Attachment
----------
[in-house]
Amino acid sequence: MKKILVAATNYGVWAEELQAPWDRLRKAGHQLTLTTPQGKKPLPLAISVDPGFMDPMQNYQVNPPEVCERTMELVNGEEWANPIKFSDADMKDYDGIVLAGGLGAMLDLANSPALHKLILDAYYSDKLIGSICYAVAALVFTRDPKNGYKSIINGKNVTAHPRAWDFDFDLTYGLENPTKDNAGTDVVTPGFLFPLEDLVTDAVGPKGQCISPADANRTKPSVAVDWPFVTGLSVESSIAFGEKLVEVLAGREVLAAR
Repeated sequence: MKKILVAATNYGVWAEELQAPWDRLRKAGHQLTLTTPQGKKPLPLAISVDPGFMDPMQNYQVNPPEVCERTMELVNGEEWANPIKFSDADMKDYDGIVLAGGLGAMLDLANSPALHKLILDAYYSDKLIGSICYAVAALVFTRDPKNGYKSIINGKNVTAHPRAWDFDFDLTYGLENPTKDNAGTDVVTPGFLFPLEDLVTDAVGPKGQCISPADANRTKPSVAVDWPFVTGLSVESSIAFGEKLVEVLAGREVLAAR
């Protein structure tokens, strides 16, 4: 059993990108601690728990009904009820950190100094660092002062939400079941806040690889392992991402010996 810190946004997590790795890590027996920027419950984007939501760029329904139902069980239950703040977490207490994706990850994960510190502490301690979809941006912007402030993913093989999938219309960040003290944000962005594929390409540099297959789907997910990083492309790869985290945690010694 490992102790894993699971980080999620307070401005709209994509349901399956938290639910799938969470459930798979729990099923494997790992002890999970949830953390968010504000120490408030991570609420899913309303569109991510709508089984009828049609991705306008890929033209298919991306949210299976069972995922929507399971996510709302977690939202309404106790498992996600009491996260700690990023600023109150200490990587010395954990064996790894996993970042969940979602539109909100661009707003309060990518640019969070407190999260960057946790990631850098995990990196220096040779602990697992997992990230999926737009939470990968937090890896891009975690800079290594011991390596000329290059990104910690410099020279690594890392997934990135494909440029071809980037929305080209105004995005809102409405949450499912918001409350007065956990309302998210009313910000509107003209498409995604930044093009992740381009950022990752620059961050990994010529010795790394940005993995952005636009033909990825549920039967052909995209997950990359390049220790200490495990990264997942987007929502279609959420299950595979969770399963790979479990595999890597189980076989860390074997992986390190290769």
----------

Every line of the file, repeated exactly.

[in-house]
Amino acid sequence: MKKILVAATNYGVWAEELQAPWDRLRKAGHQLTLTTPQGKKPLPLAISVDPGFMDPMQNYQVNPPEVCERTMELVNGEEWANPIKFSDADMKDYDGIVLAGGLGAMLDLANSPALHKLILDAYYSDKLIGSICYAVAALVFTRDPKNGYKSIINGKNVTAHPRAWDFDFDLTYGLENPTKDNAGTDVVTPGFLFPLEDLVTDAVGPKGQCISPADANRTKPSVAVDWPFVTGLSVESSIAFGEKLVEVLAGREVLAAR
Repeated sequence: MKKILVAATNYGVWAEELQAPWDRLRKAGHQLTLTTPQGKKPLPLAISVDPGFMDPMQNYQVNPPEVCERTMELVNGEEWANPIKFSDADMKDYDGIVLAGGLGAMLDLANSPALHKLILDAYYSDKLIGSICYAVAALVFTRDPKNGYKSIINGKNVTAHPRAWDFDFDLTYGLENPTKDNAGTDVVTPGFLFPLEDLVTDAVGPKGQCISPADANRTKPSVAVDWPFVTGLSVESSIAFGEKLVEVLAGREVLAAR
């Protein structure tokens, strides 16, 4: 059993990108601690728990009904009820950190100094660092002062939400079941806040690889392992991402010996 810190946004997590790795890590027996920027419950984007939501760029329904139902069980239950703040977490207490994706990850994960510190502490301690979809941006912007402030993913093989999938219309960040003290944000962005594929390409540099297959789907997910990083492309790869985290945690010694 490992102790894993699971980080999620307070401005709209994509349901399956938290639910799938969470459930798979729990099923494997790992002890999970949830953390968010504000120490408030991570609420899913309303569109991510709508089984009828049609991705306008890929033209298919991306949210299976069972995922929507399971996510709302977690939202309404106790498992996600009491996260700690990023600023109150200490990587010395954990064996790894996993970042969940979602539109909100661009707003309060990518640019969070407190999260960057946790990631850098995990990196220096040779602990697992997992990230999926737009939470990968937090890896891009975690800079290594011991390596000329290059990104910690410099020279690594890392997934990135494909440029071809980037929305080209105004995005809102409405949450499912918001409350007065956990309302998210009313910000509107003209498409995604930044093009992740381009950022990752620059961050990994010529010795790394940005993995952005636009033909990825549920039967052909995209997950990359390049220790200490495990990264997942987007929502279609959420299950595979969770399963790979479990595999890597189980076989860390074997992986390190290769």